Jonathan Zittrain is most concerned with the future of generativity. Generative devices allow users to create applications and additional uses for them. Generativity allows a device’s users to collaborate and share information; it encourages creativity, exploration and innovation. The creators of the device can exchange information as well; with a generative device, the flow of information is bi-directional.

Non-generative (“locked”) devices are the opposite; they tend to only have a certain purpose, and do not allow for customization. If changes are to be made, they have to go through the company who created the device. Information only flows one way, from device producer to consumer, unless the producer decides otherwise.

Zittrain fears that the Internet is becoming more and more privatized, and will be controlled by a select few. This means that what can be done on and with the Internet can be controlled; the opposite of generativity. Just because a few individuals have taken advantage of the Internet’s generativity and created viruses and worms shouldn’t mean that the privileges of creation and innovation should be taken from everyone.

Critiques

@McChesney

  1. Professional journalism is not the end all be all; the public has to take some responsibility for its apathetic attitude. Repeatedly in the first chapter of The Political Economy of Media, author Robert McChesney talks about the responsibility of journalism, which is to inform citizens and inspire political involvement, and how journalism isn’t meeting that responsibility. On page 34, McChesney even says, “It [journalism] is arguably better at generating ignorance and apathy than informed and passionately engaged citizens.” The way McChesney rants and raves, one would think that news media is the only way people have to educate themselves. Citizens have to be open to receiving the information journalists give out, and to some degree, they should have the drive to want to learn more.
  2. Citizen contributions can be beneficial; they may have inherent problems, but these can be addressed, and they can be considered a supplement to professional journalism from the people’s point of view. Citizens can be trained in workshops to learn best journalistic practices and techniques. They may not have credentials behind their name, but they can still offer good information and an alternate viewpoint.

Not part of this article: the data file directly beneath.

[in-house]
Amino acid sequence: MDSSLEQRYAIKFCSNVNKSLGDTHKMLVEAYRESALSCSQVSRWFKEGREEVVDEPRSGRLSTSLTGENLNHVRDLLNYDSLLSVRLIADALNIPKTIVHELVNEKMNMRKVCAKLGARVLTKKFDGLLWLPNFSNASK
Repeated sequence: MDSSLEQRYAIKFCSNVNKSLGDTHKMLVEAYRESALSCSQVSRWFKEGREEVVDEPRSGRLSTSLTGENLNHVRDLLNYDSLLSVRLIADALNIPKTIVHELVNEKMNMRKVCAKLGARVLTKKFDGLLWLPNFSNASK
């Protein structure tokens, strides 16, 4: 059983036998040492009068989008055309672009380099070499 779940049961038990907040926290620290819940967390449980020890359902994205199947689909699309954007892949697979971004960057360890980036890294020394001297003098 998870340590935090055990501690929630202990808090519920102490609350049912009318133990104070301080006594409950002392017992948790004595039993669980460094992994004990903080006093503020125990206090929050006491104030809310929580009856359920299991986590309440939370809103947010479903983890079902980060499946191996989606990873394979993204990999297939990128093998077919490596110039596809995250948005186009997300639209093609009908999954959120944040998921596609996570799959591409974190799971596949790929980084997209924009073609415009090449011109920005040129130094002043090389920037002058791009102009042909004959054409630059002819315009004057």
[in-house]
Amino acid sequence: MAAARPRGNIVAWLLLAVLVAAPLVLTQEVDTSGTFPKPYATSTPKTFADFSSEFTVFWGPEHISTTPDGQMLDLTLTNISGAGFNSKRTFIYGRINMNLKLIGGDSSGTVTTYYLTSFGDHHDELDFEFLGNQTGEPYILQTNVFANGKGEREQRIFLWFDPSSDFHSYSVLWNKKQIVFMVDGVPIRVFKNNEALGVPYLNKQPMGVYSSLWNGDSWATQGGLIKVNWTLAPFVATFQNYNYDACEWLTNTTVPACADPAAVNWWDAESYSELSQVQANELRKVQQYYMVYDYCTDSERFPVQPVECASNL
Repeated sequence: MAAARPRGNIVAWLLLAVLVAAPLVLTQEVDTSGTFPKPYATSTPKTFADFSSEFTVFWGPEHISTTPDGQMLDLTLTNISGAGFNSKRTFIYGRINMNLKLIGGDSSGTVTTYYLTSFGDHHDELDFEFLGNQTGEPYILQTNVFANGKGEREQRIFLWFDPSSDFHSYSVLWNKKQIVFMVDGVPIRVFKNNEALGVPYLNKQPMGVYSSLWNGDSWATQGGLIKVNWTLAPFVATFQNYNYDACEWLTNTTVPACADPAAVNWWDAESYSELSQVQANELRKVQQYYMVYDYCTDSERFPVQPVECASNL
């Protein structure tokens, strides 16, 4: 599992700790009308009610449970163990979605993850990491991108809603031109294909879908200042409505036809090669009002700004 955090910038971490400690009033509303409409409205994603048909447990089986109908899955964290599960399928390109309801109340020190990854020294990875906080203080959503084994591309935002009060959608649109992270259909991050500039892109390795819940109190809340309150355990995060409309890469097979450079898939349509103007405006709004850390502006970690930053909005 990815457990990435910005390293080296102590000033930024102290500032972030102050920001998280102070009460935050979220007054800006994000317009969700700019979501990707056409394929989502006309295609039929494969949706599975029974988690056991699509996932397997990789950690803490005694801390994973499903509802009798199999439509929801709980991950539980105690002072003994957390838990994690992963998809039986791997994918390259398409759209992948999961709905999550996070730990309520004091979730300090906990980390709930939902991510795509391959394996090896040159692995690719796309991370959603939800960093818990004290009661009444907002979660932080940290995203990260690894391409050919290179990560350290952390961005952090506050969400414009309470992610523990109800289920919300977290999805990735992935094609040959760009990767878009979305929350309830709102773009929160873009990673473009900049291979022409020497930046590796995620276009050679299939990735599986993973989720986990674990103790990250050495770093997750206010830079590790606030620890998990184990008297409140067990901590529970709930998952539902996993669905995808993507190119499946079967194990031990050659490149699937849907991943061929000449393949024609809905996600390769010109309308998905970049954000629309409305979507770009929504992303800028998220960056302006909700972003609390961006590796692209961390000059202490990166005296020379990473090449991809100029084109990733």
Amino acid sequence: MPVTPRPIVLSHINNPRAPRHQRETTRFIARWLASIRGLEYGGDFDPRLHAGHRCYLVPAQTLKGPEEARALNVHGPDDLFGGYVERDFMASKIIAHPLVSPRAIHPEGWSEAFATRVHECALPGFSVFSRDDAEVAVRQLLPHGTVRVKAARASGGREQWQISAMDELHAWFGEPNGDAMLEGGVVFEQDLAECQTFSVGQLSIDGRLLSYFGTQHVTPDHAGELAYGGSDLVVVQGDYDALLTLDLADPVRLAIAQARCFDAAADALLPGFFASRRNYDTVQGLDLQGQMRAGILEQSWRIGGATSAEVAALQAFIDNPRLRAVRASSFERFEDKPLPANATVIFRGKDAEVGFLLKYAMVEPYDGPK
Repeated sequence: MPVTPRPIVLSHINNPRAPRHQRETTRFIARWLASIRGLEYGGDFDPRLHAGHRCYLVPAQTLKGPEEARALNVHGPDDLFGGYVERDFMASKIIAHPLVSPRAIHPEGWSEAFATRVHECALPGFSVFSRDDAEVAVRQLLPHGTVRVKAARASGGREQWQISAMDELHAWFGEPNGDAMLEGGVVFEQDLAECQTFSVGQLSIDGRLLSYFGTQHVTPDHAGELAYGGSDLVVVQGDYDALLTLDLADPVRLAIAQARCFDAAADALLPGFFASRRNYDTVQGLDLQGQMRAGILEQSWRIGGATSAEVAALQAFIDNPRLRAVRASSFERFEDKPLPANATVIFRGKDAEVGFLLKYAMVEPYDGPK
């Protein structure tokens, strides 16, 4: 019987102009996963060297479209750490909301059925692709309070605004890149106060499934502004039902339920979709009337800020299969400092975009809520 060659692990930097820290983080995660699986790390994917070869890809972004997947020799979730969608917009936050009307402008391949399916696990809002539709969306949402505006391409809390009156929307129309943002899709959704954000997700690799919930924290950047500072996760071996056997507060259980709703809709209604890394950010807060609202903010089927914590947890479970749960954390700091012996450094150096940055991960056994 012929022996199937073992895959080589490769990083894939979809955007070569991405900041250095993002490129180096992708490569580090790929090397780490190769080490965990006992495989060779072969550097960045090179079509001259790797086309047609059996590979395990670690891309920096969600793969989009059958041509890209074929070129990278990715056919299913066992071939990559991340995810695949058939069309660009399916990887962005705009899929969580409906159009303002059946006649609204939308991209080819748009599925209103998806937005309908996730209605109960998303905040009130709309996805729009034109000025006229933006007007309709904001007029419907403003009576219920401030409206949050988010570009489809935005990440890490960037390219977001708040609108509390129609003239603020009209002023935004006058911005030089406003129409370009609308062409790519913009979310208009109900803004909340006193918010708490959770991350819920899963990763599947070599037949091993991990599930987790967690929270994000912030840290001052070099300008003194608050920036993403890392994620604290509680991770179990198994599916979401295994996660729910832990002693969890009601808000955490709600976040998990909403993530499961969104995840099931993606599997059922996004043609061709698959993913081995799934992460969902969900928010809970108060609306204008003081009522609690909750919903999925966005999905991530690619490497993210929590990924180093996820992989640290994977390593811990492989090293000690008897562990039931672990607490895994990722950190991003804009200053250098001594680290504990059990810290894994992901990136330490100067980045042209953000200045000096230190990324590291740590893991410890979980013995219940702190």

3. Even if the government were to take journalism out of the hands of private companies and subsidize it, journalism would then be forced to tailor itself to the government’s agenda. We’d end up in the same predicament as before!

@Solove

I feel like Solove has given up on the idea of people having morals an decency. His book is all about the negatives that come from people sharing information and videos on the Internet. He doesn’t really talk much about the fact that Internet can cause popularity, bring fame to people, and bring non-malicious entertainment. Think about “The Wedding Dance” or the little boy who performs Lady Gaga’s “Paparazzi”. You know what I’m talking about! These hits have several million hits on YouTube and the video’s stars aren’t any worse for it. In fact it is quite the opposite, they have been invited to talk shows, and have had the chance to get their 15 minutes of fame. Yes, the Internet can be used for evil, but it can be used for good as well. You also have to think about it this way: there have always been those people out there who find joy at the expense of others. They did before the Internet through gossip, newspapers, etc. and they’ll do it after the Internet. The only thing that the Internet changes is that these people have a wider audience. But we have to remember like Zittrain, a few spoiled apples don’t ruin the whole bunch!

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    Entry filed under: COM 580- Contemporary Media Issues.

    Citizen Journalism + Broadcast News = The Future of News?